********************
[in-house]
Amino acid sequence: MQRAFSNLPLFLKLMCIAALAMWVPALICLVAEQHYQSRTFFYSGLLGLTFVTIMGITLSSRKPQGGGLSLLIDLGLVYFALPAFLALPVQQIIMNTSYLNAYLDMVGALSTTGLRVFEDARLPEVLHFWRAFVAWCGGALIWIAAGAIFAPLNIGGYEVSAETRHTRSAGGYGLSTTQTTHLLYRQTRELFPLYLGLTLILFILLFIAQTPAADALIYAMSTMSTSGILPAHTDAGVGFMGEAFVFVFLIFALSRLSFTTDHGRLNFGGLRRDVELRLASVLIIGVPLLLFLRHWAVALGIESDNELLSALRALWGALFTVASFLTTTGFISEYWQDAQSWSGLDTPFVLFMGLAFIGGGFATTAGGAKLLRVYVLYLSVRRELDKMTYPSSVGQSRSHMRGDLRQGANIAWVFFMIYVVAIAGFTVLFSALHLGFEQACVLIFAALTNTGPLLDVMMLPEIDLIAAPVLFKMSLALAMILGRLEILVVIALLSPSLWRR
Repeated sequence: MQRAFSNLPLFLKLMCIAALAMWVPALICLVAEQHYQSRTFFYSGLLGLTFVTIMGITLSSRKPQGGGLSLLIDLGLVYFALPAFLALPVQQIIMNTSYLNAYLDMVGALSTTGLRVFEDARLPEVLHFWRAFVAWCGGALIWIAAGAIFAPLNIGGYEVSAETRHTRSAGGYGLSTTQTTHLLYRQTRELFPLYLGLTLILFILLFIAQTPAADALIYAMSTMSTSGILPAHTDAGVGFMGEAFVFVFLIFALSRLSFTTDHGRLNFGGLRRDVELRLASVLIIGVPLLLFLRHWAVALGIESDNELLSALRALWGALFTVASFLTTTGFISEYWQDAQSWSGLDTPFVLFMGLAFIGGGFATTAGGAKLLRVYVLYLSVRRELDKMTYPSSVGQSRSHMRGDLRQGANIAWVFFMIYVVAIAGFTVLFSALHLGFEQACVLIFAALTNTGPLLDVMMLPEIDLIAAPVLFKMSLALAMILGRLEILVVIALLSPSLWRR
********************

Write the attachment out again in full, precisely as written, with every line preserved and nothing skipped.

[in-house]
Amino acid sequence: MQRAFSNLPLFLKLMCIAALAMWVPALICLVAEQHYQSRTFFYSGLLGLTFVTIMGITLSSRKPQGGGLSLLIDLGLVYFALPAFLALPVQQIIMNTSYLNAYLDMVGALSTTGLRVFEDARLPEVLHFWRAFVAWCGGALIWIAAGAIFAPLNIGGYEVSAETRHTRSAGGYGLSTTQTTHLLYRQTRELFPLYLGLTLILFILLFIAQTPAADALIYAMSTMSTSGILPAHTDAGVGFMGEAFVFVFLIFALSRLSFTTDHGRLNFGGLRRDVELRLASVLIIGVPLLLFLRHWAVALGIESDNELLSALRALWGALFTVASFLTTTGFISEYWQDAQSWSGLDTPFVLFMGLAFIGGGFATTAGGAKLLRVYVLYLSVRRELDKMTYPSSVGQSRSHMRGDLRQGANIAWVFFMIYVVAIAGFTVLFSALHLGFEQACVLIFAALTNTGPLLDVMMLPEIDLIAAPVLFKMSLALAMILGRLEILVVIALLSPSLWRR
Repeated sequence: MQRAFSNLPLFLKLMCIAALAMWVPALICLVAEQHYQSRTFFYSGLLGLTFVTIMGITLSSRKPQGGGLSLLIDLGLVYFALPAFLALPVQQIIMNTSYLNAYLDMVGALSTTGLRVFEDARLPEVLHFWRAFVAWCGGALIWIAAGAIFAPLNIGGYEVSAETRHTRSAGGYGLSTTQTTHLLYRQTRELFPLYLGLTLILFILLFIAQTPAADALIYAMSTMSTSGILPAHTDAGVGFMGEAFVFVFLIFALSRLSFTTDHGRLNFGGLRRDVELRLASVLIIGVPLLLFLRHWAVALGIESDNELLSALRALWGALFTVASFLTTTGFISEYWQDAQSWSGLDTPFVLFMGLAFIGGGFATTAGGAKLLRVYVLYLSVRRELDKMTYPSSVGQSRSHMRGDLRQGANIAWVFFMIYVVAIAGFTVLFSALHLGFEQACVLIFAALTNTGPLLDVMMLPEIDLIAAPVLFKMSLALAMILGRLEILVVIALLSPSLWRR